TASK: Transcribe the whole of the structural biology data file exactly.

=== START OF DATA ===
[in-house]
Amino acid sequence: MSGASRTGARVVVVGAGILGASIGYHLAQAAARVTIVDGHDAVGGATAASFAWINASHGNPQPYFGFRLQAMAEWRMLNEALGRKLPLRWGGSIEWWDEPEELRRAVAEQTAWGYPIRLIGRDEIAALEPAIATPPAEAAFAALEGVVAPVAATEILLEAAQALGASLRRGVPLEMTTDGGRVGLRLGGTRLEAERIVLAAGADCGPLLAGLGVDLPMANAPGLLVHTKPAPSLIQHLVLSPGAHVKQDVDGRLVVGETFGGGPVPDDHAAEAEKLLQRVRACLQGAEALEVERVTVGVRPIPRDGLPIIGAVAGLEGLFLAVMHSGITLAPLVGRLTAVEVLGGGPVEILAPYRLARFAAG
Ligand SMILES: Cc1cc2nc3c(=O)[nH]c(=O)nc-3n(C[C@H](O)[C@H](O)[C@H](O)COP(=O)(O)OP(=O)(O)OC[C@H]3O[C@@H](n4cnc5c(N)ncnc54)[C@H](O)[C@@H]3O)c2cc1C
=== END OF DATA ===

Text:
[in-house]
Amino acid sequence: MSGASRTGARVVVVGAGILGASIGYHLAQAAARVTIVDGHDAVGGATAASFAWINASHGNPQPYFGFRLQAMAEWRMLNEALGRKLPLRWGGSIEWWDEPEELRRAVAEQTAWGYPIRLIGRDEIAALEPAIATPPAEAAFAALEGVVAPVAATEILLEAAQALGASLRRGVPLEMTTDGGRVGLRLGGTRLEAERIVLAAGADCGPLLAGLGVDLPMANAPGLLVHTKPAPSLIQHLVLSPGAHVKQDVDGRLVVGETFGGGPVPDDHAAEAEKLLQRVRACLQGAEALEVERVTVGVRPIPRDGLPIIGAVAGLEGLFLAVMHSGITLAPLVGRLTAVEVLGGGPVEILAPYRLARFAAG
Ligand SMILES: Cc1cc2nc3c(=O)[nH]c(=O)nc-3n(C[C@H](O)[C@H](O)[C@H](O)COP(=O)(O)OP(=O)(O)OC[C@H]3O[C@@H](n4cnc5c(N)ncnc54)[C@H](O)[C@@H]3O)c2cc1C